Meet My Friend Grief
A few weeks ago I commented on a post from Rachel Brathen (aka Yoga Girl) about the death of her friend. I was amazed by the outpouring of emotion by so many of her followers and their willingness to share their personal stories of loss. Death is difficult to talk about, made all the more so by our fear of upsetting someone who is already dealing with so much pain. The thing is they’re already in pain and that pain can become unbearable when it doesn’t have an outlet. Talking about our grief can help us to understand it.
So, inspired by Rachel and her followers I’d like to share my experience of grief with you.
My parents passed away within a few years of each other around my 30th birthday. Of course it changed me. I had never known grief like it. Friends and family who were close to me at the time, I think, hoped by some measure that the change in me was transient. And part of it was but the rest took hold.
Grief is constant but changing. I find it can be more difficult to deal with other people’s reactions to my grief than my grief itself. For me it has become an old friend. The truest kind of friend because we fight, we fall out and then we come back together again. I’m happy to let it evolve with me, it isn’t something I want to get over and that can be hard for someone who hasn’t experienced grief to understand.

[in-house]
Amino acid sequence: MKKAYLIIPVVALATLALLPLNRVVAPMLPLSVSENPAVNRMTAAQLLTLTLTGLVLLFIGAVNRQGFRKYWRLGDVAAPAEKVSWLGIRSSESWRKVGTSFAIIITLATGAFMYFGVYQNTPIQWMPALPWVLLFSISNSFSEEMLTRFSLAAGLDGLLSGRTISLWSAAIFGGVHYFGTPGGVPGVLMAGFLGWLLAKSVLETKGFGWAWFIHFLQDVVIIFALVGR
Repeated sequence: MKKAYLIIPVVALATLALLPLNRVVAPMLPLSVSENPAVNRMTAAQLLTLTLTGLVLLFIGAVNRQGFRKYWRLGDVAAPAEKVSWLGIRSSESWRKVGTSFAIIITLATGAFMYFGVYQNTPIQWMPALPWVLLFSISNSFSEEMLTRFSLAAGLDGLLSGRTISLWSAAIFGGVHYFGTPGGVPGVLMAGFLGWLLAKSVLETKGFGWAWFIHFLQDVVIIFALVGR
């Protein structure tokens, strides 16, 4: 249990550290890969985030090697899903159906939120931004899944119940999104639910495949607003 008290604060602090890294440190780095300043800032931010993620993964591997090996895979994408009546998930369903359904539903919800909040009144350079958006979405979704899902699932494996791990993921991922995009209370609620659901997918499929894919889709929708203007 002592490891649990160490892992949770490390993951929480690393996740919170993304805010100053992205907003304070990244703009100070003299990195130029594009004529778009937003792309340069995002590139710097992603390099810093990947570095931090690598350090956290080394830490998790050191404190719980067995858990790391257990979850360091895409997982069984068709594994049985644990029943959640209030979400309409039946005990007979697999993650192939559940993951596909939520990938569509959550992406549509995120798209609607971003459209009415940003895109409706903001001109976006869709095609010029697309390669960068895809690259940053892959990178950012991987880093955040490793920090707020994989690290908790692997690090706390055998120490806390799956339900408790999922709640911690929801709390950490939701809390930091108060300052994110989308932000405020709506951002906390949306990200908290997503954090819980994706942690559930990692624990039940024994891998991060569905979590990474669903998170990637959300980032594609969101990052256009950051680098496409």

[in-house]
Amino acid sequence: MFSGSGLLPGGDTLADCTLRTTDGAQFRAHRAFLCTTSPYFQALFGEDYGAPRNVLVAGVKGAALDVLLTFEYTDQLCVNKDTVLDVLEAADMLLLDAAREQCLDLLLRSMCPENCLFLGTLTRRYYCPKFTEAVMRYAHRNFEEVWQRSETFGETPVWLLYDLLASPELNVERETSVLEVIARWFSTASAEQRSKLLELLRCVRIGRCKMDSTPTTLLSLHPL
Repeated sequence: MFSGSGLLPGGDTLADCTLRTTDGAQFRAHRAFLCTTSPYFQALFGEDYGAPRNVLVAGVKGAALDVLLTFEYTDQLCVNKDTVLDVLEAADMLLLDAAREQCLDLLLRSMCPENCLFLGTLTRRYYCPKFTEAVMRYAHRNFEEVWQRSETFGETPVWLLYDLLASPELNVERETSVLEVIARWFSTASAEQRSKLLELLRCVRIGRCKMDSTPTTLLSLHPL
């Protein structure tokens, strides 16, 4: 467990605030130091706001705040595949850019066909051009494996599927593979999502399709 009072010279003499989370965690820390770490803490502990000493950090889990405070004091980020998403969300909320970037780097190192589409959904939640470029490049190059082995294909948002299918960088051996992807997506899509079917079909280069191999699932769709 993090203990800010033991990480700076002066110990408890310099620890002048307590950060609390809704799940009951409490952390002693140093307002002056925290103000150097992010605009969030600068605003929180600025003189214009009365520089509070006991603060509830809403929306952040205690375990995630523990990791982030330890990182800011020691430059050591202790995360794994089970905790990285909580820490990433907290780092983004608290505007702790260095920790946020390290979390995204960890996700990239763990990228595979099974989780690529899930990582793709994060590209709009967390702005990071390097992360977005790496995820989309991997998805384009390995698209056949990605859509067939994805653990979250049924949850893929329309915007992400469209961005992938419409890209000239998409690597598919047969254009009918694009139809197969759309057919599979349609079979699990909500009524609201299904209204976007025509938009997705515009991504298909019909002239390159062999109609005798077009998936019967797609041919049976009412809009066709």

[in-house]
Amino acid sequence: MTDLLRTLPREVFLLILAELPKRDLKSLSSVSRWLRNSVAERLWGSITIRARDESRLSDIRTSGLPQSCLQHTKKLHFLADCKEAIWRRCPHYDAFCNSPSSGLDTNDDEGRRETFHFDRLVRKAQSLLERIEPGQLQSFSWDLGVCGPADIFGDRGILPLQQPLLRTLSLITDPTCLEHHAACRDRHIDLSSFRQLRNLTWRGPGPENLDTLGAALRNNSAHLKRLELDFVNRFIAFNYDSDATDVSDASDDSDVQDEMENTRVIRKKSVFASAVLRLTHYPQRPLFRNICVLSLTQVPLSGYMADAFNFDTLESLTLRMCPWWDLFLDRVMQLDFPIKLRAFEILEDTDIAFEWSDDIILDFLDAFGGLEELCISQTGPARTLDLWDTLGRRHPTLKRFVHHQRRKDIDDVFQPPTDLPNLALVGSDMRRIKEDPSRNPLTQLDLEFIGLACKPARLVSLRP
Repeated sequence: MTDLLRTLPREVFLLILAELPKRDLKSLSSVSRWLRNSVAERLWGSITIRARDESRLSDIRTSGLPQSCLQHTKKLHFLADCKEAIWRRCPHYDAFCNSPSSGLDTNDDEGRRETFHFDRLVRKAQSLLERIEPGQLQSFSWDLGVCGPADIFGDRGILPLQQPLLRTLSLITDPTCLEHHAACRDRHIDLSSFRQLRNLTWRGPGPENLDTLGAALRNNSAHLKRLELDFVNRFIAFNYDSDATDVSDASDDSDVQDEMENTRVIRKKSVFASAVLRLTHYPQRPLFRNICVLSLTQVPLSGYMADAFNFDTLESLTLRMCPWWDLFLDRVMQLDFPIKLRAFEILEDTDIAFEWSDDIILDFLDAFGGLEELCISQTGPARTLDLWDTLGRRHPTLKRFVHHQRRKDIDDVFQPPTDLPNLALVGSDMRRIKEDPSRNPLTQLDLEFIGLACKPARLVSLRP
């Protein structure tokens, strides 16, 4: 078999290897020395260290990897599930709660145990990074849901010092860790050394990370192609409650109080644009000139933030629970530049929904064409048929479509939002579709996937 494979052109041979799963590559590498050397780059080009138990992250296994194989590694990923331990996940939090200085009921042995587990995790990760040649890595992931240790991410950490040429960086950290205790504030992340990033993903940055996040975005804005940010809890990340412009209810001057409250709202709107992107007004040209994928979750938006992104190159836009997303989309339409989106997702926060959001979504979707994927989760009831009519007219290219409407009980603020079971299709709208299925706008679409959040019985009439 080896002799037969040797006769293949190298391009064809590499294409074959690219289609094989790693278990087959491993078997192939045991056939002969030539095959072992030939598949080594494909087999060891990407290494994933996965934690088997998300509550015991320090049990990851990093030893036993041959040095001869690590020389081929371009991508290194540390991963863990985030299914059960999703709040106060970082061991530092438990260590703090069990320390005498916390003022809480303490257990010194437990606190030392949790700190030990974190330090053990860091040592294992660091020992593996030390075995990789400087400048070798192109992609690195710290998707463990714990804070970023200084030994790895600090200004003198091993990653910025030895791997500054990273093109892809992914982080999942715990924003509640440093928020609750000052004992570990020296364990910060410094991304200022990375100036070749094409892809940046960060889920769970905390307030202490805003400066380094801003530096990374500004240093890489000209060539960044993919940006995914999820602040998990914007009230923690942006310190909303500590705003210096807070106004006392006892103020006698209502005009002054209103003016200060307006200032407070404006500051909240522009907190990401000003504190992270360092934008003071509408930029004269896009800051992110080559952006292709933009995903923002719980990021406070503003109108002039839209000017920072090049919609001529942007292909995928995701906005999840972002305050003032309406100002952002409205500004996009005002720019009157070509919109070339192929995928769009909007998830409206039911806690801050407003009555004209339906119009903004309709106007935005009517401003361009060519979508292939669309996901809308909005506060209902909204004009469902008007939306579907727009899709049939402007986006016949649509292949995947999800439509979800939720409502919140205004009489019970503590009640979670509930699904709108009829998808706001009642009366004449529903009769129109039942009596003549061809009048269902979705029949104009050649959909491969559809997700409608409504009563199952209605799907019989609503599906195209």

I don’t want to get over my parents’ death.
But that doesn’t mean that I can’t move on because I can. I have just chosen to acknowledge it as a permanent part of me. My grief has changed me. That’s ok. I have come to see it as akin to Kintsugi, the Japanese art of repairing pottery with gold. Rather than mending a broken vase and trying to hide the cracks, my grief is beautiful in its recognition, in all its golden glory.
Whereas it was previously thought that grief lessened over time, scientists now believe that your grief remains the same size but rather your life continues to grow around it.
Long-held views about the grief experience have been discarded, with research evidence failing to support popular notions which construe grief as the navigation of a predictable emotional trajectory, leading from distress to ‘recovery’. We have also witnessed a shift away from the idea that successful grieving requires ‘letting go’ of the deceased, and a move towards a recognition of the potentially healthy role of maintaining continued bonds with the deceased. Recent research evidence has also failed to support popular notions that grieving is necessarily associated with depression, anxiety and PTSD or that a complex process of ‘working through’ or engagement with ‘grief work’ is critical to recovery. The absence of grief is no longer seen, by definition, as pathological.
Over time my grief brought me to my yoga mat and so a place that started to help me heal helped me also to find a different version of myself .
If this is something you are going through my heart goes out to you. I have included some links to articles and resources that may be a help to you.